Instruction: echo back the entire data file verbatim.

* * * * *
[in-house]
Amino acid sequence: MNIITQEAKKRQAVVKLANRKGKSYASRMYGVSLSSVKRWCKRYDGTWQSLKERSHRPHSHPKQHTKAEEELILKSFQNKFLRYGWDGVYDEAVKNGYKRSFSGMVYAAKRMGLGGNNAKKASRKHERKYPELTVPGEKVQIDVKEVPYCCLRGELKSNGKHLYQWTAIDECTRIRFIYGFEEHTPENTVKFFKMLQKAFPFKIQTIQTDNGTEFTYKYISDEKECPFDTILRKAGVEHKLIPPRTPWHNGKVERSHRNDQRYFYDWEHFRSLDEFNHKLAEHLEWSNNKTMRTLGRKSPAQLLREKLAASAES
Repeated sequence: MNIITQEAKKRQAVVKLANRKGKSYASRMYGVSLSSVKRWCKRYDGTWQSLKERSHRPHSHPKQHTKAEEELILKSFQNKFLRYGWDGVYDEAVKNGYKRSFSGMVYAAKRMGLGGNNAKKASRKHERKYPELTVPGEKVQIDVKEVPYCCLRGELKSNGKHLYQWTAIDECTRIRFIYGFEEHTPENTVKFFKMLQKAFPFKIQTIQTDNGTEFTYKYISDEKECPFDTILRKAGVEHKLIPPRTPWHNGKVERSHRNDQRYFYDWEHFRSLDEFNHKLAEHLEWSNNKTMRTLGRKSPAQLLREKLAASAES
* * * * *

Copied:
[in-house]
Amino acid sequence: MNIITQEAKKRQAVVKLANRKGKSYASRMYGVSLSSVKRWCKRYDGTWQSLKERSHRPHSHPKQHTKAEEELILKSFQNKFLRYGWDGVYDEAVKNGYKRSFSGMVYAAKRMGLGGNNAKKASRKHERKYPELTVPGEKVQIDVKEVPYCCLRGELKSNGKHLYQWTAIDECTRIRFIYGFEEHTPENTVKFFKMLQKAFPFKIQTIQTDNGTEFTYKYISDEKECPFDTILRKAGVEHKLIPPRTPWHNGKVERSHRNDQRYFYDWEHFRSLDEFNHKLAEHLEWSNNKTMRTLGRKSPAQLLREKLAASAES
Repeated sequence: MNIITQEAKKRQAVVKLANRKGKSYASRMYGVSLSSVKRWCKRYDGTWQSLKERSHRPHSHPKQHTKAEEELILKSFQNKFLRYGWDGVYDEAVKNGYKRSFSGMVYAAKRMGLGGNNAKKASRKHERKYPELTVPGEKVQIDVKEVPYCCLRGELKSNGKHLYQWTAIDECTRIRFIYGFEEHTPENTVKFFKMLQKAFPFKIQTIQTDNGTEFTYKYISDEKECPFDTILRKAGVEHKLIPPRTPWHNGKVERSHRNDQRYFYDWEHFRSLDEFNHKLAEHLEWSNNKTMRTLGRKSPAQLLREKLAASAES